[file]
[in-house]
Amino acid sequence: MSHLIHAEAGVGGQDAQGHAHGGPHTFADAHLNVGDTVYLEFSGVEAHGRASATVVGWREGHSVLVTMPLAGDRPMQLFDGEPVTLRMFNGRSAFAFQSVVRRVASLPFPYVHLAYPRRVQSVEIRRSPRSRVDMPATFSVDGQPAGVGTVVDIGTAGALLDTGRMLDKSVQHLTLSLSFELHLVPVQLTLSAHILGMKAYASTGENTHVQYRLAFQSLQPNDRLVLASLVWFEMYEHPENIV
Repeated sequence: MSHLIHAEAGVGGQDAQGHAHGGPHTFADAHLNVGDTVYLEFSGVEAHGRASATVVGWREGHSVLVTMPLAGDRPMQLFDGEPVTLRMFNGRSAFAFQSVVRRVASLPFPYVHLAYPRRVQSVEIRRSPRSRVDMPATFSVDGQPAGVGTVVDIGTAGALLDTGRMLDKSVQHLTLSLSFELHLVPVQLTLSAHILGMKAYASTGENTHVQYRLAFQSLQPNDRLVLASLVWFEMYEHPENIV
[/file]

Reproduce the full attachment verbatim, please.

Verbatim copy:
[in-house]
Amino acid sequence: MSHLIHAEAGVGGQDAQGHAHGGPHTFADAHLNVGDTVYLEFSGVEAHGRASATVVGWREGHSVLVTMPLAGDRPMQLFDGEPVTLRMFNGRSAFAFQSVVRRVASLPFPYVHLAYPRRVQSVEIRRSPRSRVDMPATFSVDGQPAGVGTVVDIGTAGALLDTGRMLDKSVQHLTLSLSFELHLVPVQLTLSAHILGMKAYASTGENTHVQYRLAFQSLQPNDRLVLASLVWFEMYEHPENIV
Repeated sequence: MSHLIHAEAGVGGQDAQGHAHGGPHTFADAHLNVGDTVYLEFSGVEAHGRASATVVGWREGHSVLVTMPLAGDRPMQLFDGEPVTLRMFNGRSAFAFQSVVRRVASLPFPYVHLAYPRRVQSVEIRRSPRSRVDMPATFSVDGQPAGVGTVVDIGTAGALLDTGRMLDKSVQHLTLSLSFELHLVPVQLTLSAHILGMKAYASTGENTHVQYRLAFQSLQPNDRLVLASLVWFEMYEHPENIV